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When HOA community standards create conflict

| Apr 17, 2018 | Blog |

Should a member of a homeowners’ association be able to fly an American flag in his personal yard space? Like other states, Missouri law has rules that govern condominium associations. The law stipulates that an association may institute and amend such things for the organization such as bylaws, rules, and budgets.

Boards and Management

A homeowners’ association (HOA) board is made up of volunteer members that are also owners in the association. Boards are responsible for the enforcement of the HOA rules that at their best, keep order in the neighborhood and promote the condition of common spaces. An HOA usually hires a management company to administrate the property and maintain the overall buildings and grounds of the development.

Controversy

In Ohio, a controversy has erupted over an unlikely subject, the display of an American flag on a flagpole. A veteran, who got verbal approval several years ago from his HOA’s board to fly Old Glory in his front yard, recently received a letter from the management company contracted to administer the development. It was a notice to stop flying the flag and take down the flagpole. The letter alleged that the existence of the flagpole violated the HOA’s community space’s rules.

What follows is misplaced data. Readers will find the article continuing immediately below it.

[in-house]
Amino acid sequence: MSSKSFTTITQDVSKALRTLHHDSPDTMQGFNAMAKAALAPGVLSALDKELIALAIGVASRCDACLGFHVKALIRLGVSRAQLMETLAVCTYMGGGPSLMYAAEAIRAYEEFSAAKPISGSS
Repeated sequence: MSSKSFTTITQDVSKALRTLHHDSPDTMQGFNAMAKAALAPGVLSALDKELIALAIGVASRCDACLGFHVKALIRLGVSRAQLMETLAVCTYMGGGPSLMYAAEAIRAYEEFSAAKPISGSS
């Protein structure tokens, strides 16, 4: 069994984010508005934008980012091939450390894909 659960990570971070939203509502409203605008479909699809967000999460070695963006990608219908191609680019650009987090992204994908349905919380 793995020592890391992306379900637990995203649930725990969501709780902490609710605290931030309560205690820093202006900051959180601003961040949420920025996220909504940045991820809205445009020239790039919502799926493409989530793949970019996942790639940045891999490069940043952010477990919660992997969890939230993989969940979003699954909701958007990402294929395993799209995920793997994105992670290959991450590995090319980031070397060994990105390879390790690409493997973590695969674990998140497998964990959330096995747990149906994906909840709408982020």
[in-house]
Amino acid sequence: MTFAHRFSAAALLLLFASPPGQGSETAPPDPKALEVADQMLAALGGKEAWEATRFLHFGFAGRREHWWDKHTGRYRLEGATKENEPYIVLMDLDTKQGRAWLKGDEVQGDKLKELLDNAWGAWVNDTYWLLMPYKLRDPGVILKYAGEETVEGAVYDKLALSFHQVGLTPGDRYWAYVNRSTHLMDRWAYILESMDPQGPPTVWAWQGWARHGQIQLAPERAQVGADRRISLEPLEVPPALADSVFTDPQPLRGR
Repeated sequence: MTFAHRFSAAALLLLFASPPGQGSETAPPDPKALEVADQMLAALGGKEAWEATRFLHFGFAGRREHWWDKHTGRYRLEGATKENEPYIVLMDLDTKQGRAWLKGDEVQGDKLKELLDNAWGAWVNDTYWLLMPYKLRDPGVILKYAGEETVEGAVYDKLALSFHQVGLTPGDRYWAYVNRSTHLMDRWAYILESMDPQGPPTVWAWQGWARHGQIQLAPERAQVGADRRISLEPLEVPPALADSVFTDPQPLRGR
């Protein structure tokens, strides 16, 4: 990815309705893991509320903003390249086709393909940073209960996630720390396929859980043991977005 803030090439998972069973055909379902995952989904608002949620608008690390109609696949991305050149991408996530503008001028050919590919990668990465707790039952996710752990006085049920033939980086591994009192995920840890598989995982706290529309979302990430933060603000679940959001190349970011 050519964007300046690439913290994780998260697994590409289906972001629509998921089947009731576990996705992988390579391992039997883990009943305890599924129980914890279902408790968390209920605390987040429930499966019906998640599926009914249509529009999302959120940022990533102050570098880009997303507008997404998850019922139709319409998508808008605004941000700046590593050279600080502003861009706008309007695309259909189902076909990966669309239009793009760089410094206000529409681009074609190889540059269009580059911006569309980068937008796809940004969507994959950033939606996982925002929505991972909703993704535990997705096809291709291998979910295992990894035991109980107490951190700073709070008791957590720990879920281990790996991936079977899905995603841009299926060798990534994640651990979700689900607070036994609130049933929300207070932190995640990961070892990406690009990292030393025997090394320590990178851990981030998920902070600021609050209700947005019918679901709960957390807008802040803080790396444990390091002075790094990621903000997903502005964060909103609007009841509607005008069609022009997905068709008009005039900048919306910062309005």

A Lesson for Boards

Neighbors of the veteran have rallied around him and added their voices to his protest on Facebook. The management company states that they will take his case to the HOA’s board. The situation had inflamed community members and caused bad will towards the management structure of the association. This case magnifies the need for an HOA board to work in tandem with their management company to avoid situations with a high potential for conflict.

A Caution for Management

When in doubt about the interpretation of board by-laws and regulations, management professionals need to communicate with the board that they represent. If both entities have a question about the legal advisability of a bylaw interpretation, it is a good idea to seek legal counsel. With communication and sound advice, your HOA can avoid a public relations disaster like this one.